Posters above seem to suggest that in fact you could have a bilateral change order (change order with an equitable adjustment). To me then, in a cost reimbursement world close to all change orders will be subject to negotiation and therefore doesn't grant me the freedom to issue the order unilaterally.  Unless of course, I issue the change order unilaterally under the changes clause to notify and then separately negotiate an equitable adjustment and execute a supplemental agreement.

You're close, but no cigar. You have a unilateral right under the Changes clause to issue changes. The pricing or payoff for those changes is unknown and in the future. So, there is a process to determine the pricing or payoff. See below.

 

Standard process:

You can issue a unilateral modification under the Changes clause.

This entitles the contractor to an equitable adjustment. The contractor can request an equitable adjustment. This is called a "request for equitable adjustment" (REA).

When you issue the equitable adjustment to pay the contractor for the unilateral changes, you can do this via bilateral modification, to ensure the contractor agrees with the payoff and releases any further claims or requests for equitable adjustment.

That's how the process is planned.

 

Alternative:

Take care of the entire process (change, REA, and "settlement" or payoff of REA) using a single bilateral modification. *Edit: This usually requires negotiation and perhaps a proposal before the bilateral modification is issued and signed.

 

Alternative:

Issue a unilateral modification under the Changes clause.

Contractor send you the REA. You negotiate back and forth but cannot come to agreement.

You deny some or all of the REA and instead issue a unilateral modification for what you judge the contractor should get-- a unilateral equitable adjustment.

Contractor either takes it and gives up, or contractor submit a claim under the Contract Disputes Act.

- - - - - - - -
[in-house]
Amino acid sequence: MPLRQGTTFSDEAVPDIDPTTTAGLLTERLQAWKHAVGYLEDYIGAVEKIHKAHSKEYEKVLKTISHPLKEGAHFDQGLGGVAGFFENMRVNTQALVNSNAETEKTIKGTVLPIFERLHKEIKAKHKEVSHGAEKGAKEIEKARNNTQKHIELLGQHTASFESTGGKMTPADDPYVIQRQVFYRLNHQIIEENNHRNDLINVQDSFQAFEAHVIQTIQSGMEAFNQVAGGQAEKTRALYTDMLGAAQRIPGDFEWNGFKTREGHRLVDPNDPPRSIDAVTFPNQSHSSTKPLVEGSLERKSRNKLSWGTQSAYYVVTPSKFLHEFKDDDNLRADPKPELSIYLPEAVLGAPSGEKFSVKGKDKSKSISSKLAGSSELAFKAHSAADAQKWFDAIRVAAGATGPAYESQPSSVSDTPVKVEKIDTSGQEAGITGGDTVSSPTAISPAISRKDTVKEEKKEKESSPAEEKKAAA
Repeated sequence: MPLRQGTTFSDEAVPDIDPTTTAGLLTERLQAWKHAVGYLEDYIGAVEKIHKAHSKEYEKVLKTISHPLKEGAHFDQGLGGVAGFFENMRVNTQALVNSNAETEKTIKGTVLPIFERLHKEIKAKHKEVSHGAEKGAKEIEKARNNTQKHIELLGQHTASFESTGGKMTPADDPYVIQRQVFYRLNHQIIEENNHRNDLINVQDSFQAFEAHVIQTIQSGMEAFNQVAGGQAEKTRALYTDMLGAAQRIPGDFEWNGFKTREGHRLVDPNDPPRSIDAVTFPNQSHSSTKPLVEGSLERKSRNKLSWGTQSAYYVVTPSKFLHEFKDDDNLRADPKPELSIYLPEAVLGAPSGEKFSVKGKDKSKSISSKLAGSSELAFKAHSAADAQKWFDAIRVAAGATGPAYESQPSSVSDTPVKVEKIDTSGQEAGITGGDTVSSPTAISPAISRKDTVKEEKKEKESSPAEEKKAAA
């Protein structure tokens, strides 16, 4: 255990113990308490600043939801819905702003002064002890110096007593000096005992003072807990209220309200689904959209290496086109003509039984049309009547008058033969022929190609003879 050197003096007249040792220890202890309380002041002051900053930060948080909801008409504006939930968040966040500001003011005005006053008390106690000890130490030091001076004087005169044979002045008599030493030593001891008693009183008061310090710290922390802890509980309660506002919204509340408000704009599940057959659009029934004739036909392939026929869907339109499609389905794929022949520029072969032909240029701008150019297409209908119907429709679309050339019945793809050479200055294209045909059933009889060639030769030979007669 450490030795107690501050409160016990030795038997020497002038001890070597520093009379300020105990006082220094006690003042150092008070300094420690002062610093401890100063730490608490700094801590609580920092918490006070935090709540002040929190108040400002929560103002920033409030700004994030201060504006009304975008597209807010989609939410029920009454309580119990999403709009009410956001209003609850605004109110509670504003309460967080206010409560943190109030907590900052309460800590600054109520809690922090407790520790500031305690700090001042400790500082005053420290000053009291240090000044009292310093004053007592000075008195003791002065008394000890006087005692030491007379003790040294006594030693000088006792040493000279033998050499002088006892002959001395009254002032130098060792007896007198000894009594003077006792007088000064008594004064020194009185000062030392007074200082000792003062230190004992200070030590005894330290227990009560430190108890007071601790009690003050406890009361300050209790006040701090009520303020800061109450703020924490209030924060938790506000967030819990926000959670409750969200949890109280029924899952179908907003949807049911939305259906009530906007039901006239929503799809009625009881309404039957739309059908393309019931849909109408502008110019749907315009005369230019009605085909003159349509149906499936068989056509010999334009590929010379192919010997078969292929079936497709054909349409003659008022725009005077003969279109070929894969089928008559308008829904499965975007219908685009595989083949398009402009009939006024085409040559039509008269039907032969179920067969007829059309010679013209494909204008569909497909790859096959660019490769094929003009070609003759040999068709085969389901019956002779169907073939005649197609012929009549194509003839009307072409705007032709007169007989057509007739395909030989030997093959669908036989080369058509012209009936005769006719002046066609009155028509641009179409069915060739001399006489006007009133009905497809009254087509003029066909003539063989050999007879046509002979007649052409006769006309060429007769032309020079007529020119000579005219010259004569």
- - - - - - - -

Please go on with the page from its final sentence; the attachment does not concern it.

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7 hours ago, ji20874 said:

The resulting bilateral equitable adjustment modification should cite the Changes clause as the authority for the modification -- I would use block 13.D. of the SF-30.

Multiple agency guidance I Googled say to use Block 13 C , supplemental agreement  for the modification providing for the bilaterally agreed equitable adjustment of a change order, citing the Changes Clause. 

The change order was issued under the Changes clause. The clause allows for bilateral settlement of the Change. 

 most of the guidance, including DAU,  says to issue supplemental agreements for types of changes enumerated in the Changes clause listing that clause, regardless of whether or not it was initially unilaterally ordered under the clause. Block 13 C is used for supplemental agreements within the scope of the contract.  

Block 13 D is for out of scope supplemental agreements and for unilateral mods under other various clauses. 

Several sources say to cite “bilateral agreement of the parties” in Block 13c only as a last resort when no other clause is applicable. 

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Joel,

Yeah, I've heard all that, but I don't do it that way.  If we take the FAR to a literal extreme in 43.103, then EVERY bilateral modification is a supplemental agreement (13.C), and 13.D. can only be used for unilateral mods that aren't already provided for in 13.A. and 13.B. (because EVERY bilateral modification is a supplemental agreement, according to 43.103).  But really, you will agree that it makes zero difference whether one uses 13.C. or 13.D. for a bilateral equitable adjustment after a change order as long as we cite the Changes clause.